After installing ntfs-3g I have an option in nautilus to mount a Windows directory but I need to give root password. While I have no objection to giving root password I would prefer to be restricted to permission of corresponding Windows user (i.e. disallowing modification of system files). Is is easily achievable or do I need to post feature request?

2 Answers 2


There IS a way to recognize Windows permissions on a ntfs-3g mount. You have to create a user-mapping file. See here.

This can be done from within Linux too, with the ntfs-3g.usermap utility. See the manual pages for mount.ntfs-3g and ntfs-3g.usermap. (I use Fedora 14.)

EDIT: I don't know what effect enabling this will have on Nautilus' mount feature. Me, I like to mount the partitions in /etc/fstab and leave it at that.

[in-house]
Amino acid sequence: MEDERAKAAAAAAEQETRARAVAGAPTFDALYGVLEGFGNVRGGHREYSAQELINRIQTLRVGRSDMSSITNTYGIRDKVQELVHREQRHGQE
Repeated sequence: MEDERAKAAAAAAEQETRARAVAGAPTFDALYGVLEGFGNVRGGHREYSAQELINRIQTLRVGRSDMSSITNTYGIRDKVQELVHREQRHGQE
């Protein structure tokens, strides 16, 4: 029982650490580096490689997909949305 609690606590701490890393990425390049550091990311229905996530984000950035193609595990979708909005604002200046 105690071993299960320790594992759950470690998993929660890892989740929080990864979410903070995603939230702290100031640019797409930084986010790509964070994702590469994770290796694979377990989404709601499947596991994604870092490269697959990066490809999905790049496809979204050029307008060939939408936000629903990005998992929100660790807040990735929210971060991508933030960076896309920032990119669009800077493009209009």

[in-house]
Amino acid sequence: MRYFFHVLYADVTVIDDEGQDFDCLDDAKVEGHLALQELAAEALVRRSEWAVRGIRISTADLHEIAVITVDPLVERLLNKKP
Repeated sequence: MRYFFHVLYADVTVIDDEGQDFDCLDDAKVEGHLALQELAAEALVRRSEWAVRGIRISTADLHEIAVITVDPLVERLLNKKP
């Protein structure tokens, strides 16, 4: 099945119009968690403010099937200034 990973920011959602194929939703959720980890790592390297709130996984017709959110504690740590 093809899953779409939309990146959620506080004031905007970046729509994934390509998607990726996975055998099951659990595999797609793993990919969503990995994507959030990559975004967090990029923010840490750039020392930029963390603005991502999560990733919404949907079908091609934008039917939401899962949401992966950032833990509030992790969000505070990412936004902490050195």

• 1
    It uses default i.e. .NTFS-3G/UserMapping with respective to NTFS partition. Mar 6, 2011 at 1:25

Disclaimer: I did not try this, so it may or may not work; I don't have an NTFS volume around.

Mount the whole FS with permissions that prevent target users from reading it.

Mount a directory of the resulting tree at an accessible mount point with mount --bind and subsequent mount --o remount with different uid and umaks that allow target users to read it.

  • I meant rather a automated solution. I rarely access the NTFS partition (since I hardly have anything on it - however I sometimes need to use Windows). Feb 26, 2011 at 17:40
  • If you are only interested in the same NTFS folders every time, e.g. 'Documents and Settings', you can wrap this logic into a simple script, or even an udev script if your NTFS drives are portable.
    – 9000
    Feb 26, 2011 at 17:44

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